I remember as budding drummer back in my teens, I bought Joe Morello’s book that had drum exercises in the 5/4 time signature. Music in odd time signatures was a goal of mine for a period. I felt as a drummer, my drum counting ability would help me play these more advanced time signature exercises.
Joe Morello was the drummer for the Dave Brubeck quartet, who had the hit instrumental in 5/4 time, titled – Take Five, back in 1959. The song was written in 5/4 time by saxophone player Paul Desmond, who played the catchy saxophone melody for this iconic song.
What I remember from the book is, that I worked very hard trying to play in 5/4 time. Counting music with 5 counts to the bar, is not natural to our music or our society. Most all our music is 4 beats to the bar. In the book, Joe wrote about studying an African tribe and their rhythms.
Dancing in Two Time Signatures
Joe said there was a dancing tribe in Africa, that had such advanced rhythm, they were able to teach children from the time they could walk, to dance from the waist up in one time signature, and from the waist down in some other time signature, at the same time !
At that time, that was a mind blowing thought for me. As a drummer, I worked to be able to have each hand and foot play a different rhythm, which it like dividing your brain into four parts. Trying to play two different time signatures at the same time, seemed impossible or super human.
Advanced Techniques For The Modern Drummer
My first drum teacher taught me the jazz book, Advanced Techniques For The Modern Drummer, by Jim Chapin. It focused on independence of the left hand and bass drum, while playing a swing rhythm on the ride cymbal.
I studied that book for a couple of years, and came out the other end, a budding jazz drummer.
My Latin Drum Lesson
I was playing drums full time in a band called Bounty in Vancouver in 1975. I wanted to learn more about latin drumming, so booked a drum lesson a music store that had a latin drum teacher, who’s name I don’t remember.
We each sat down at a drum kit, side by side. He started playing quarter notes on the hihat. I copied him. Then he added an open hihat on the 1 beat. That was new and a bit hard for me, but I copied him.
Then he added a cross stick on the snare on beat 2, and high tom notes on beats 4 and 4an. I copied that. Then on the bass drum, he added 2 beats on 2+ and 3. I was able to copy that. Then he started playing quarter notes with the right hand, on the bell of the ride cymbal. I copied that.
Then he started soloing with 16 notes on the right hand on the ride cymbal bell – 1 an 2 e ah 3 ah 4 an ! My brain exploded and I just about fell off my drum stool.
That ability to have the feet and left hand going, and then solo with the right hand, was beyond my ability at the time.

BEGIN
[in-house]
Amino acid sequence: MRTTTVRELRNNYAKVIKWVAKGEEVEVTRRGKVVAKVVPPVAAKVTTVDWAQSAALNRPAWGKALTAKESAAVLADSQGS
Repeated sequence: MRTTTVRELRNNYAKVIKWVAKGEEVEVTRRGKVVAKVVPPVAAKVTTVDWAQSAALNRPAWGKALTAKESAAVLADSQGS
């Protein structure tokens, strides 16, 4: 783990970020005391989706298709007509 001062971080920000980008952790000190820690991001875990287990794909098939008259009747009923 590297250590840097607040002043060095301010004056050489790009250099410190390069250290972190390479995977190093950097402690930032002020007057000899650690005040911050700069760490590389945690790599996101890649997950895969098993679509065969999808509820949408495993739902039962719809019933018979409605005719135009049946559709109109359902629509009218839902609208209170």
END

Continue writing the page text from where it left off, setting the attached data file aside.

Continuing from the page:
That was the only lesson I took from him, but that one lesson he gave me the path to work on right hand soloing and latin drumming skills for the next few years.
Over time, I found few drummers had developed latin drumming skills.
Years later, I saw a great drummer Dennis Chambers, who played with Santana from 1998 to 2013. I saw a video of his terrific independence, which I felt was even more advanced than playing two time signatures.
Dennis was able to play a jazz swing pattern with feet and ride cymbal. On the snare he played on beats 2 and 4, and then started to slow them down. He continued to slow them down until the beats were about 10 seconds apart. The swing rhythm from the feet and ride cymbal did not change. A great accomplishment.
See Dennis play this from a 2011 YouTube video titled –
Music In Odd Time Signatures
I came across a video on the YouTube Channel called Reverb. titled – 9 Popular Songs With Odd Time Signatures.
He talks about modern songs in odd time signatures, and breaks down the counting to understand it.
Did you know –
The Mission Impossible Theme is in 5/4 time.
The chorus of – I Say A Little Pray is in 11/4, divided as – 4 – 3 -4 .
Whipping Post – by Allman Brothers – is in 11/8 time divided as 3 – 3 – 3 – 2
All You Need Is Love by the Beatles – is in 7/4 time.
Deep Dive Into Odd Time Signatures
If you want to take a deep dive into odd time signatures, then read this Wikipedia article. It has many references of songs and works written in very odd time signatures.
It lists the time signature upper numbers from 1 to 59, with a list of compositions in each time signature.
Kudos to those musicians, who over the centuries, spent time working and composing in these odd time signatures. Check the article out here.
Syncopated Tintinnabulation ( bell sounds )
I am writing about odd time signatures now, in part because I am releasing on YouTube today, the video of Syncopated Tintinnabulation ( bell sounds ). This is the fourth track of my “drums only” album – Richard’s Best Drum Rhythms of 50 Years, my swan song to my years behind the drums.
While this drum track does not have odd time signatures, it does have unusual melodic beats, thanks to with a few special additions to my drum kit, and some complex 16th note rhythms by the author. Check it out Syncopated Tintinnabulation here.
So Much To Learn, So Little Time
Like other areas of life, we don’t know it all. There is always more to study and learn, in this awe-inspiring world.
Most of us live our lives within society’s parameters, which includes music. Some musicians will help move our “music listening needle”, around to new genres, over time.
Who knows, maybe songs in 5/4 time will become the next era of popular music.